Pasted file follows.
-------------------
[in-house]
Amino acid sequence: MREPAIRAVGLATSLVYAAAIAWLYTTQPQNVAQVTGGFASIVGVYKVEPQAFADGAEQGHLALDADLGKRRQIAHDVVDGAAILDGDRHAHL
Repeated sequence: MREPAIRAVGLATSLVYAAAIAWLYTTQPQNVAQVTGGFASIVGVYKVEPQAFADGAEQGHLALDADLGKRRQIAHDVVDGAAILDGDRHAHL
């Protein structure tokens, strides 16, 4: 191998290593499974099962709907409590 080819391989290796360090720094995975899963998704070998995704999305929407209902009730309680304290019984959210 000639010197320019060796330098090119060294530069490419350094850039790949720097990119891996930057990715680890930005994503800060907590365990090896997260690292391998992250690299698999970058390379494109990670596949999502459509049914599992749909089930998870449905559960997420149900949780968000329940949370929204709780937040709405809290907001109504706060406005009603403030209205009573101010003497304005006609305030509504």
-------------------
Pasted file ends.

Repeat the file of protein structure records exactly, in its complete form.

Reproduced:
[in-house]
Amino acid sequence: MREPAIRAVGLATSLVYAAAIAWLYTTQPQNVAQVTGGFASIVGVYKVEPQAFADGAEQGHLALDADLGKRRQIAHDVVDGAAILDGDRHAHL
Repeated sequence: MREPAIRAVGLATSLVYAAAIAWLYTTQPQNVAQVTGGFASIVGVYKVEPQAFADGAEQGHLALDADLGKRRQIAHDVVDGAAILDGDRHAHL
């Protein structure tokens, strides 16, 4: 191998290593499974099962709907409590 080819391989290796360090720094995975899963998704070998995704999305929407209902009730309680304290019984959210 000639010197320019060796330098090119060294530069490419350094850039790949720097990119891996930057990715680890930005994503800060907590365990090896997260690292391998992250690299698999970058390379494109990670596949999502459509049914599992749909089930998870449905559960997420149900949780968000329940949370929204709780937040709405809290907001109504706060406005009603403030209205009573101010003497304005006609305030509504």